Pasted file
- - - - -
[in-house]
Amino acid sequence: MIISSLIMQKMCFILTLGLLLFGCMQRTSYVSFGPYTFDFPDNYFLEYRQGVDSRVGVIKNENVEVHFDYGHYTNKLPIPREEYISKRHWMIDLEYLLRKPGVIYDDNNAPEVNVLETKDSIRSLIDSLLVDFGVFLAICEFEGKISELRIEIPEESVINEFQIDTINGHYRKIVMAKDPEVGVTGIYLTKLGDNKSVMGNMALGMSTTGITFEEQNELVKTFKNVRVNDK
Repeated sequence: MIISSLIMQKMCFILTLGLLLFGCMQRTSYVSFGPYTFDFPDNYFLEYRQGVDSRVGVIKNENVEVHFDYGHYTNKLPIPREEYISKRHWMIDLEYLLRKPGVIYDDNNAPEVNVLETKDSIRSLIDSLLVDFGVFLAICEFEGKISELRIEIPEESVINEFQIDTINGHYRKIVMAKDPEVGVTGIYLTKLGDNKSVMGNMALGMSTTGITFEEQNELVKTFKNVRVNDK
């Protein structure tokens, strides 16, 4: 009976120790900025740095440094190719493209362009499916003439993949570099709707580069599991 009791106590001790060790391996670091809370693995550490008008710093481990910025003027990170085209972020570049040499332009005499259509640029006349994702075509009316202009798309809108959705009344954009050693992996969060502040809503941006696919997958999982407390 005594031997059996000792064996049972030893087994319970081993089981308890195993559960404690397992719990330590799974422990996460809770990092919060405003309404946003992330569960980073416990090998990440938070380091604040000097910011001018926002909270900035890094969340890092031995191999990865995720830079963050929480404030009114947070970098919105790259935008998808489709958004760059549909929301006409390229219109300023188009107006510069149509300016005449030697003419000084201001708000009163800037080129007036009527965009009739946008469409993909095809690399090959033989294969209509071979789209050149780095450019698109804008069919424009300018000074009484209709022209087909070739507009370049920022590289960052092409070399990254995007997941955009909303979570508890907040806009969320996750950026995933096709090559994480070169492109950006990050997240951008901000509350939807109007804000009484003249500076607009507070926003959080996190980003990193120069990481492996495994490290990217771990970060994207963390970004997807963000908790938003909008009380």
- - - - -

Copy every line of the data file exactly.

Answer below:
[in-house]
Amino acid sequence: MIISSLIMQKMCFILTLGLLLFGCMQRTSYVSFGPYTFDFPDNYFLEYRQGVDSRVGVIKNENVEVHFDYGHYTNKLPIPREEYISKRHWMIDLEYLLRKPGVIYDDNNAPEVNVLETKDSIRSLIDSLLVDFGVFLAICEFEGKISELRIEIPEESVINEFQIDTINGHYRKIVMAKDPEVGVTGIYLTKLGDNKSVMGNMALGMSTTGITFEEQNELVKTFKNVRVNDK
Repeated sequence: MIISSLIMQKMCFILTLGLLLFGCMQRTSYVSFGPYTFDFPDNYFLEYRQGVDSRVGVIKNENVEVHFDYGHYTNKLPIPREEYISKRHWMIDLEYLLRKPGVIYDDNNAPEVNVLETKDSIRSLIDSLLVDFGVFLAICEFEGKISELRIEIPEESVINEFQIDTINGHYRKIVMAKDPEVGVTGIYLTKLGDNKSVMGNMALGMSTTGITFEEQNELVKTFKNVRVNDK
């Protein structure tokens, strides 16, 4: 009976120790900025740095440094190719493209362009499916003439993949570099709707580069599991 009791106590001790060790391996670091809370693995550490008008710093481990910025003027990170085209972020570049040499332009005499259509640029006349994702075509009316202009798309809108959705009344954009050693992996969060502040809503941006696919997958999982407390 005594031997059996000792064996049972030893087994319970081993089981308890195993559960404690397992719990330590799974422990996460809770990092919060405003309404946003992330569960980073416990090998990440938070380091604040000097910011001018926002909270900035890094969340890092031995191999990865995720830079963050929480404030009114947070970098919105790259935008998808489709958004760059549909929301006409390229219109300023188009107006510069149509300016005449030697003419000084201001708000009163800037080129007036009527965009009739946008469409993909095809690399090959033989294969209509071979789209050149780095450019698109804008069919424009300018000074009484209709022209087909070739507009370049920022590289960052092409070399990254995007997941955009909303979570508890907040806009969320996750950026995933096709090559994480070169492109950006990050997240951008901000509350939807109007804000009484003249500076607009507070926003959080996190980003990193120069990481492996495994490290990217771990970060994207963390970004997807963000908790938003909008009380």